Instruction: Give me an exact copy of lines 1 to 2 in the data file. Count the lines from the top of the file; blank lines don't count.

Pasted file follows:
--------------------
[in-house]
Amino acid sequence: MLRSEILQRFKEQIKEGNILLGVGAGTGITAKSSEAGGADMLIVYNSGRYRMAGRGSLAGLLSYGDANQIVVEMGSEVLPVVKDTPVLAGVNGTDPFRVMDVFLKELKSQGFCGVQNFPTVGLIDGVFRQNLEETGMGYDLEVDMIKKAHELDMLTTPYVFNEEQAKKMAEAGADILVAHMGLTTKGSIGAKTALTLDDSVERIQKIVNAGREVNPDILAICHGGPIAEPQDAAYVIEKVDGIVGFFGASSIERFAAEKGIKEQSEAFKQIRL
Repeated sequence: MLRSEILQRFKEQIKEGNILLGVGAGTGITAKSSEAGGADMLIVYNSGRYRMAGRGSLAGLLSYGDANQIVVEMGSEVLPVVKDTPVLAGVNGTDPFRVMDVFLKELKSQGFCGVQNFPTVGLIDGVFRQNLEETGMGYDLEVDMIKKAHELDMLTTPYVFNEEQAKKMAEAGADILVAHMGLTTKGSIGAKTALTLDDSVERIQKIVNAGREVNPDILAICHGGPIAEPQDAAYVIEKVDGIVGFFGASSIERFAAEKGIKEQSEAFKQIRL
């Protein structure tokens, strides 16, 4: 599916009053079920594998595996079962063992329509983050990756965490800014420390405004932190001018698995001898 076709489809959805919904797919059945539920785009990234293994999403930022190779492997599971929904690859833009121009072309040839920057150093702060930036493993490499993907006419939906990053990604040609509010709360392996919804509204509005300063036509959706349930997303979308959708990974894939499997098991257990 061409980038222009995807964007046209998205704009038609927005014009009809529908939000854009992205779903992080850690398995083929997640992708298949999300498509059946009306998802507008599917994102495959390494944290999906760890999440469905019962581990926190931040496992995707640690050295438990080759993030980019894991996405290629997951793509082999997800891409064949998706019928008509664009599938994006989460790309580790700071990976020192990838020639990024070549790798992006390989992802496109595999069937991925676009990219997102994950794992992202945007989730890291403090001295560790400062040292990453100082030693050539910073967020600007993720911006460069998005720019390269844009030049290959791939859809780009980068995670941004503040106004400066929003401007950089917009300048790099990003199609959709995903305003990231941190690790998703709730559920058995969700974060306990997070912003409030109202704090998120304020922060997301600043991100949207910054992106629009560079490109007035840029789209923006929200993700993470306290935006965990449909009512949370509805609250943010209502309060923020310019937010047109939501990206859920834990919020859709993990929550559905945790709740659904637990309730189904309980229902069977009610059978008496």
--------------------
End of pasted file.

[in-house]
Amino acid sequence: MLRSEILQRFKEQIKEGNILLGVGAGTGITAKSSEAGGADMLIVYNSGRYRMAGRGSLAGLLSYGDANQIVVEMGSEVLPVVKDTPVLAGVNGTDPFRVMDVFLKELKSQGFCGVQNFPTVGLIDGVFRQNLEETGMGYDLEVDMIKKAHELDMLTTPYVFNEEQAKKMAEAGADILVAHMGLTTKGSIGAKTALTLDDSVERIQKIVNAGREVNPDILAICHGGPIAEPQDAAYVIEKVDGIVGFFGASSIERFAAEKGIKEQSEAFKQIRL